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I’m a man in my early 30s, and I have never been in a serious relationship. I started seeing a therapist to “get to the bottom” of my relationship problems, and her opinion is that they may stem from an incident that happened years ago. I was raised by a single mom. When I was about 15 years old, she went through a very bad breakup, and while I was comforting her we wound up having intercourse. I was a virgin. This only happened once, and we’ve never spoken of it.
My therapist feels that the first step in overcoming my relationship problems is to confront my mother, but I’d really rather not do this since my mother and I have a good relationship now, and I don’t want to destroy it. My therapist is pressuring me to speak with her, and it’s very hard to get a second opinion on a matter like this. I don’t think the incident with my mother caused my current problems, and further, I don’t see how talking to her about it will do any good. Any words of wisdom for me?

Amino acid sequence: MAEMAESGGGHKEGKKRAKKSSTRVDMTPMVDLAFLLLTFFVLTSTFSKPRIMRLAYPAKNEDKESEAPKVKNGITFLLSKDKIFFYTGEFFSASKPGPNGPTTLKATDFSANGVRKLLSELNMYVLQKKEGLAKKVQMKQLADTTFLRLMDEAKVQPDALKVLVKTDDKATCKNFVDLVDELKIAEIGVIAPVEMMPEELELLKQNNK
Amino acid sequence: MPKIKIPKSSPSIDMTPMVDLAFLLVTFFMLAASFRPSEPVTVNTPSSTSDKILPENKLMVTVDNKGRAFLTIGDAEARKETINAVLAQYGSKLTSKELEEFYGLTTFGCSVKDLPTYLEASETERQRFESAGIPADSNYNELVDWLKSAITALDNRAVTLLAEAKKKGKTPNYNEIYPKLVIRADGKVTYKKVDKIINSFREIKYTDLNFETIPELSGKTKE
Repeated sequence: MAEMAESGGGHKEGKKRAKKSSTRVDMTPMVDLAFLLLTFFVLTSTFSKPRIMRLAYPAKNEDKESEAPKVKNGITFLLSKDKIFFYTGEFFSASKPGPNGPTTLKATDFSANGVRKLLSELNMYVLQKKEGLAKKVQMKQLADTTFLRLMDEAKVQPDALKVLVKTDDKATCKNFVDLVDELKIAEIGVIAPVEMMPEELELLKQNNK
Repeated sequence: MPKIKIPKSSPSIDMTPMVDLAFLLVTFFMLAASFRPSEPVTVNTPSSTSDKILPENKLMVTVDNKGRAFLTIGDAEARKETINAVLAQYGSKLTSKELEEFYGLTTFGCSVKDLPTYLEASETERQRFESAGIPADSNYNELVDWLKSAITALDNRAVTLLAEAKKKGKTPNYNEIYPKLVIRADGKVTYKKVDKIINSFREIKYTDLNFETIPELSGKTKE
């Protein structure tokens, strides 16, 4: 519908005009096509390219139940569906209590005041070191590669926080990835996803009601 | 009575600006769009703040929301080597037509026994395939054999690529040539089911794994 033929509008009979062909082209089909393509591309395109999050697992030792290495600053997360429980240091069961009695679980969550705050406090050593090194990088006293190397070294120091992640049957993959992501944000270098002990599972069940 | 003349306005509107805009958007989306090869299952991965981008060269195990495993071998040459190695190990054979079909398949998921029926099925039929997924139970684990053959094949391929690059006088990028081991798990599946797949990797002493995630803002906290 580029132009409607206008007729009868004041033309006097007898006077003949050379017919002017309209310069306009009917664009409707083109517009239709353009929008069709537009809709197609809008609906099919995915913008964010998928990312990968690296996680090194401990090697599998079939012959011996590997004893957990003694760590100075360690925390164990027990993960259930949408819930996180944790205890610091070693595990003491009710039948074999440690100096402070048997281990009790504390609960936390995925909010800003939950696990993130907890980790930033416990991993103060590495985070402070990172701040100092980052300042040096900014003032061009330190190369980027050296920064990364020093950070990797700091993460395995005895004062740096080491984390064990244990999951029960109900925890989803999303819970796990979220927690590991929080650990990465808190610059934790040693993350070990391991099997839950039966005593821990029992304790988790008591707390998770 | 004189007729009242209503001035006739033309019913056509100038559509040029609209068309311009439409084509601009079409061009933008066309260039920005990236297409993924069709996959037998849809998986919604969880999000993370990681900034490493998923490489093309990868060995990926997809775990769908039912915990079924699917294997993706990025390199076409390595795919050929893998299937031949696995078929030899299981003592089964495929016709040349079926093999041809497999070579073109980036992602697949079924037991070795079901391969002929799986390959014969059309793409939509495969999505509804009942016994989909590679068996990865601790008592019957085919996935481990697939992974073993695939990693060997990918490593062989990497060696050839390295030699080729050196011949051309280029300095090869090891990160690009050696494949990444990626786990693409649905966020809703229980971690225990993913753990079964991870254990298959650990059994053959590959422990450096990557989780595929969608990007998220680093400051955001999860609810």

—The Good Son
Oh man, I fucking hate Tom Cruise. After his spaztastic therapist-bashing meltdown last year, it’s impossible to say anything negative about shrinks without people accusing you of being a closet Scientologist.
But I’m going to risk it: Fuck your therapist, TGS. She’s not your parole officer—you don’t have to do what she says, and you’re free to go find another therapist if she’s pissing you off. If you don’t want to screw up your relationship with your mother and if you really feel that this one hugely fucked-up sexual encounter did not cause your current problems (plenty of men who’ve never fucked their mothers have relationship problems), then your therapist should stop hectoring you and start listening to you.